SpyBiotech raised £4M in a seed round from the likes of Google to develop vaccines from a new kind of ‘superglue.’ A co-founder explains more.

A new spinout from Oxford University, SpyBiotech, has made a splashy debut with a massive seed fundraising round of £4M (€4.7M) — a huge amount for a still-nascent company. Oxford Sciences Innovation led the round to support SpyBiotech’s revolutionary vaccine technology, and according to Mark Howarth, a Professor of Biochemistry at Oxford University and co-founder of SpyBiotech, the fund connected the startup with another noteworthy participant, Google’s venture capital arm GV.

GV’s investments in biotech make up just 6% of the total number of portfolio companies, but when Google goes in on the industry, it goes for big names — the likes of Editas and 23andme both count with its backing. It seems Google believes Spy’s technology will become the next big thing, as it could become the foundation of a new generation of vaccines.

The technology hinges on the bonds between strep throat bacteria, Streptococcus pyogenes. Howarth and his colleagues observed that when individual bacteria cells are physically separated, they do everything they can to re-join each other, and they use a “superglue” to make it happen. These bacteria, nicknamed ‘Spy’, are the namesake of the biotech.

SvetMedvedeva

When I asked Howarth how it works, he explained that it hinges on the all-important amide bond, the kind that links one peptide to another. “Normally it’s hard to form these in water without some activating agent — the interesting thing here is that the parent bacteria have evolved to do this reaction within that environment as the protein folds,” he explained.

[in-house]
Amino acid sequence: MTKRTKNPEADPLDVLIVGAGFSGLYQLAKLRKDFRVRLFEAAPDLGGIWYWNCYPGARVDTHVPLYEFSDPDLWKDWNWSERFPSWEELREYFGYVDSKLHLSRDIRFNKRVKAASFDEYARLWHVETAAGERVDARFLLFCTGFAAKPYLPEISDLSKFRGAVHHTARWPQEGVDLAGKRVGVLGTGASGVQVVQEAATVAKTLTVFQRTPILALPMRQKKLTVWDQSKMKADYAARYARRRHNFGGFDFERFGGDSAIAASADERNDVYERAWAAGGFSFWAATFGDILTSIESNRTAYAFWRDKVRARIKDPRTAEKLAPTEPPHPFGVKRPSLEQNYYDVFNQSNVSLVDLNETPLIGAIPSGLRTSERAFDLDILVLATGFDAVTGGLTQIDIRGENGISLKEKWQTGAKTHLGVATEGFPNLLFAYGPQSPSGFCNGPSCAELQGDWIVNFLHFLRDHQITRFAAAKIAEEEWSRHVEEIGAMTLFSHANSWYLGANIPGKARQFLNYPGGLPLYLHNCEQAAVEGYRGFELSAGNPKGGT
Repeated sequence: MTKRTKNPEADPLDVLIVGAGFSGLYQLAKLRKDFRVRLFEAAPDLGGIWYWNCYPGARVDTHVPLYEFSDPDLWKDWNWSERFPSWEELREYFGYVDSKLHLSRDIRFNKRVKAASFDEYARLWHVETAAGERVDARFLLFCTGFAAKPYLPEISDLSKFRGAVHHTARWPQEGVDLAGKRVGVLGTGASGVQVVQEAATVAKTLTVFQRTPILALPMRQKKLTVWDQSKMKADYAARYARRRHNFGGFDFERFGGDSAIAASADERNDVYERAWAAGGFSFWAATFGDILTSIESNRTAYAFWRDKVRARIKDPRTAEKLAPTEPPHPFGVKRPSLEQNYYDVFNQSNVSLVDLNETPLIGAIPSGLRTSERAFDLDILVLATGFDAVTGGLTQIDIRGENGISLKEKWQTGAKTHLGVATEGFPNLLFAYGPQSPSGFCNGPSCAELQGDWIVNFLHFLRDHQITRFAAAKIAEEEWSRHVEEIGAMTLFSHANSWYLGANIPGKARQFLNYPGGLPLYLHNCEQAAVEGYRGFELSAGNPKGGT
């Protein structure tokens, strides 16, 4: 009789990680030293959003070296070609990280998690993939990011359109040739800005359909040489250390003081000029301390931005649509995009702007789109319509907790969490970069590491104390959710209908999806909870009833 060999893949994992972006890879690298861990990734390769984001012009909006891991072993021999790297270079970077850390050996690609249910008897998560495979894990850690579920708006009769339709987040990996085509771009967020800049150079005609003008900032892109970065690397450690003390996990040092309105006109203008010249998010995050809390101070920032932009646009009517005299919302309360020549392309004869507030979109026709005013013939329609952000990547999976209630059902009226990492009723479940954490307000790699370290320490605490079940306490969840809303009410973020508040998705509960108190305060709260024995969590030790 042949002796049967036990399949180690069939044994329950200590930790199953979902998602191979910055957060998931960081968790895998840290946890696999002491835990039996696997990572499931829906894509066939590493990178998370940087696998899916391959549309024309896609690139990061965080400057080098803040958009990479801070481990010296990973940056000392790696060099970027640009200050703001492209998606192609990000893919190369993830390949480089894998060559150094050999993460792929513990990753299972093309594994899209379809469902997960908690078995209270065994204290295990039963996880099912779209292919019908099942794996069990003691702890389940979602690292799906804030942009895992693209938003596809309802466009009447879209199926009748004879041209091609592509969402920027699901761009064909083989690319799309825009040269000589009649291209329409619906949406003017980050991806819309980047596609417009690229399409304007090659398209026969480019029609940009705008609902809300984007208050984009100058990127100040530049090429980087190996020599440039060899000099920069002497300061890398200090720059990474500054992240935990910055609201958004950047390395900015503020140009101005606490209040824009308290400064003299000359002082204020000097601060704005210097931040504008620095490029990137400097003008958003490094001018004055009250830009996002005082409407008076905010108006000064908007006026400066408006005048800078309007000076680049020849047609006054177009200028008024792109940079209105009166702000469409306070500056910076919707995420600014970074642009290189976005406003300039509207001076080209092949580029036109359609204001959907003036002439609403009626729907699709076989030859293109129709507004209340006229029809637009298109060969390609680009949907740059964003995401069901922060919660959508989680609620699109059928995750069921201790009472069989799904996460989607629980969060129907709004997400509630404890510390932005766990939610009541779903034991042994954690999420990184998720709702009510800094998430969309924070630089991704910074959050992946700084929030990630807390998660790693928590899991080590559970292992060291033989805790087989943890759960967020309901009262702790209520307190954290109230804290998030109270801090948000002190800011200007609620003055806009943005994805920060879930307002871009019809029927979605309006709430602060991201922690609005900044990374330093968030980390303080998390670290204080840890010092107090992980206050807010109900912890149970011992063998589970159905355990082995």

This bridge could become the new “glue” to stick together a Virus-Like Particle, or VLP, and an antigen to form a vaccine. Vaccines are tailored to a specific disease by tethering a VLP to an antigen, but the existing method of genetic fusion is costly and unreliable.

“Genetic fusion involves taking molecular components that have evolved independently, such that they’re mostly incompatible,” Howarth told me. “Because people can’t get the whole pathogen protein unit onto the VLP, they compromise and take little fragments of it instead. This way, the attachment works but the immune response is not that useful most of the time.”

Kateryna Kon

Howarth and his team have obviated this compatibility issue by genetically engineering the Spy bacteria to make the connection without disrupting the antigen or VLP folding. “The bond formation is normally intramolecular in these bacteria,” he says. “Our key advancement was making it intermolecular via genetic engineering” such that they can join two different molecules. 

This new way to connect proteins opens the door to a new generation of more robust vaccines spanning a broad range of diseases. As co-founder Professor Sumi Biswas told Business Insider, “We view this superglue as a game changer to enable faster development of effective vaccines against major global diseases. We are excited to begin the journey of taking this versatile and innovative approach forward and moving our new vaccines from the laboratory to human clinical testing.”


Images from Elisa Furlan, SvetMedvedeva, Kateryna Kon / shutterstock.com

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